GED students and new citizens celebrate program completion at BCCC

Published 10:50 pm Thursday, July 22, 2021

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A group of eight students took a big step as they received their GED (or high school equivalency (HSE) diplomas) from Beaufort County Community College last month. The ceremony also included three students who received their United States citizenship. It was a proud moment for students who continued to push forward with their education during the COVID-19 pandemic, stated the announcement from BCCC.

Students in the program work at their own pace with the guidance of an instructor. The program provides a second chance to adults who did not complete high school traditionally, some of whom left high school to work or start families.

A number of the students will use this step as an entrance into the associate degree programs or other certification programs at BCCC. These programs are all currently free through the Beaufort Promise.

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Vanessa Albert, Denetta Applewhite, Nallely Farias, Nicholas Friffis, Christopher Jones, Jose Valesco Mendoza, Donald Phillips and Amanda Wallace all earned their high school equivalency diploma.

The ceremony also celebrated Maria Rodriguez-Rangel, Elana Kidwell, Raksmey Gaskins, Roberto Cervantes Gonzalez and Veronica Adams as they became naturalized as United States citizens. Naturalization is available through BCCC’s English language acquisition program.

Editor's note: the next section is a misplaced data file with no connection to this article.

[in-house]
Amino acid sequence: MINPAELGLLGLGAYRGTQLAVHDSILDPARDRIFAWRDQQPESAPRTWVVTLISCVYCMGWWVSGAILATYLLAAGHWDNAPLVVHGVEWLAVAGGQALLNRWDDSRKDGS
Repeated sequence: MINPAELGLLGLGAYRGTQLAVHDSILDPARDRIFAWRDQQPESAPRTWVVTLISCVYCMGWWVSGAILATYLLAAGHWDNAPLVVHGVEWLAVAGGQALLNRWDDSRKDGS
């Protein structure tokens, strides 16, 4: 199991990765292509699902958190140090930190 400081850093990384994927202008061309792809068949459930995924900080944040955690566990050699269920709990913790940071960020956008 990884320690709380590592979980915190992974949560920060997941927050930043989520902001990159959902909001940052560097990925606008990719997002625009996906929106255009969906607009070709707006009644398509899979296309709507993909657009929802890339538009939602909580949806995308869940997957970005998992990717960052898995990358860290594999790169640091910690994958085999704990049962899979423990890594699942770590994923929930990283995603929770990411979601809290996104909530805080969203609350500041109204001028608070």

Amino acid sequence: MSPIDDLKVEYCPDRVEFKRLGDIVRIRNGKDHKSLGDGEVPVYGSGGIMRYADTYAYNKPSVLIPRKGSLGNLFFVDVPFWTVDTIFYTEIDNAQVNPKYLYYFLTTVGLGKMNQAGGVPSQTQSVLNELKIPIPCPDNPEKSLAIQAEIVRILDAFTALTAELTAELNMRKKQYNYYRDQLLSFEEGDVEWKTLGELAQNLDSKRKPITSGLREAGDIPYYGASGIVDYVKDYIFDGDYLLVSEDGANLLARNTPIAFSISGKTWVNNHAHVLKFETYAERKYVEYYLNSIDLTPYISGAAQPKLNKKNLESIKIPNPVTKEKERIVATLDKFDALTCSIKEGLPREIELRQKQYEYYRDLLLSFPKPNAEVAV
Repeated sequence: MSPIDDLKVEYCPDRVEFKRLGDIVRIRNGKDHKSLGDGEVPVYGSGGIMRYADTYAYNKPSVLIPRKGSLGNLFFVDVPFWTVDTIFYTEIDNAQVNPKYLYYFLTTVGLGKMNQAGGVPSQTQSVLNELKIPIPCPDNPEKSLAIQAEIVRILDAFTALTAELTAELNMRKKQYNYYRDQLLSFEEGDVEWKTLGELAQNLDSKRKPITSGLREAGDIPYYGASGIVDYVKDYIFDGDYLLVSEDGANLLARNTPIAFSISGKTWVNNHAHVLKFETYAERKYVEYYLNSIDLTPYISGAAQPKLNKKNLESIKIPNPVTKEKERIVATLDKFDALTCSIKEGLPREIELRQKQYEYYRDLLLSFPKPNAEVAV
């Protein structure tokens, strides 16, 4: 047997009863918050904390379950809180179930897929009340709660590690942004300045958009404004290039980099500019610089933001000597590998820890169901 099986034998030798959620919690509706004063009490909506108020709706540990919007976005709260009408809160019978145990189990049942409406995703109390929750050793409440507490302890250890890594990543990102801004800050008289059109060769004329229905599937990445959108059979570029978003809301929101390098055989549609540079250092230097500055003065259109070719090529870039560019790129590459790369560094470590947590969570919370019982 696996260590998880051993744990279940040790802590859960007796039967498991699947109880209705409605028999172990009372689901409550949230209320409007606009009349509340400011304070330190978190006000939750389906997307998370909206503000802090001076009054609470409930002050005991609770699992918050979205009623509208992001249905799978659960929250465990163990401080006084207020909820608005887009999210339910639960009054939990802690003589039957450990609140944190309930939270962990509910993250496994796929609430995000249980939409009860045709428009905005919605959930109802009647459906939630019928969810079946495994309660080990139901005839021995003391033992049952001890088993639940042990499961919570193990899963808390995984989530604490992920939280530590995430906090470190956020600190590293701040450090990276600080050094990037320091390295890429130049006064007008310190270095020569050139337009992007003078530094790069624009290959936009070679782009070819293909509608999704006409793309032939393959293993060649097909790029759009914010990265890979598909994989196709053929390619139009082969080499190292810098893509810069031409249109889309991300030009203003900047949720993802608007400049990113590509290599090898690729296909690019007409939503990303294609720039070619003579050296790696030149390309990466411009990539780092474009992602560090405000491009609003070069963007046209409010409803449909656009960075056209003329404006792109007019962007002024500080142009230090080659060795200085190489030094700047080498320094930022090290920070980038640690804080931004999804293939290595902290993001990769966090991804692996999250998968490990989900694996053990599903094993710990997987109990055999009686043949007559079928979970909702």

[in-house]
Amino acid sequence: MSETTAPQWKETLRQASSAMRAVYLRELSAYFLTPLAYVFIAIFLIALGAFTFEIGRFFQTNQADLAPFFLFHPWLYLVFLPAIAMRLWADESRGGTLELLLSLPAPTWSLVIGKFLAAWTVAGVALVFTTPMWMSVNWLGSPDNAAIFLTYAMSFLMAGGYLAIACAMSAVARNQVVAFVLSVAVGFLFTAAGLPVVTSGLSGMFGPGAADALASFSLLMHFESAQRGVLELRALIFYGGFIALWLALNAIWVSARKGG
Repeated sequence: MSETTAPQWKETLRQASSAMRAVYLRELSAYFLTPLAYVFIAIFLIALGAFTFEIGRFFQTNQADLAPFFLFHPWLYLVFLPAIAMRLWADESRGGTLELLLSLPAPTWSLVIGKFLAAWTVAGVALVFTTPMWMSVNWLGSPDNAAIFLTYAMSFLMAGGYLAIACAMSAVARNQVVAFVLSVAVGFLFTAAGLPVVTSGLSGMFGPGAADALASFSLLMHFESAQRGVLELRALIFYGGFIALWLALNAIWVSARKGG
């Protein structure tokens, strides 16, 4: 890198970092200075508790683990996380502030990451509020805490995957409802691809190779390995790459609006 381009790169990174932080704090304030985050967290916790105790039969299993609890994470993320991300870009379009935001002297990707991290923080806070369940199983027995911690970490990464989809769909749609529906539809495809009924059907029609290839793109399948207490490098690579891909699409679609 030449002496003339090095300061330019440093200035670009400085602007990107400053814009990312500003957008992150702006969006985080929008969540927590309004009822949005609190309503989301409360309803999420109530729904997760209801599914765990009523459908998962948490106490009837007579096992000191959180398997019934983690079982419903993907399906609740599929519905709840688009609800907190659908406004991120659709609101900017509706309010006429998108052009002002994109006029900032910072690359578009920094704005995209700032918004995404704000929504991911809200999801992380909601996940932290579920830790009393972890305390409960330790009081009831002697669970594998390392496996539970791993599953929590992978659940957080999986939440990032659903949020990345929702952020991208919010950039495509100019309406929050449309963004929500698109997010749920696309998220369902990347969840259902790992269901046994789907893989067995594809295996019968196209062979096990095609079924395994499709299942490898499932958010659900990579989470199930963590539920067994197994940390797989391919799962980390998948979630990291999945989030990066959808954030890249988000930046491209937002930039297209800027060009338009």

New citizens are, from left: Elana Kidwell, Veronica Adams and Maria Rodriguez-Rangel. Courtesy BCCC

“English language acquisition instructor Tania Lilley Corey addressed the new citizens with a story of ganas – or desire — and her mother’s journey to the United States from El Salvador,” stated the announcement. “Her mother not only left her life in El Salvador, but she worked to bring friends and family to the United States as a decade-long civil war took place in El Salvador. As a child, Lilley Corey watched her mother overcome by joy the day she became a citizen. When Lilley Cory started teaching the citizenship classes at BCCC, she developed a new respect for her mother’s journey through the stories of her students.”

Coordinator of EMS services Larry Gales led the crowd through visioning exercises, encouraging them to dream big, accept challenges, take advantage of opportunities and to be resourceful. He encouraged them to turn losses into wins.

Students in an HSE class work at different paces to prepare for testing in different academic areas. If they test out of an area, they can move on. BCCC offers free high school equivalency classes in person on its main campus in Washington on Monday-Thursday mornings and in the evenings on Tuesdays and Thursdays. Depending on interest, the program is offered at the regional centers in Hyde or Washington counties.



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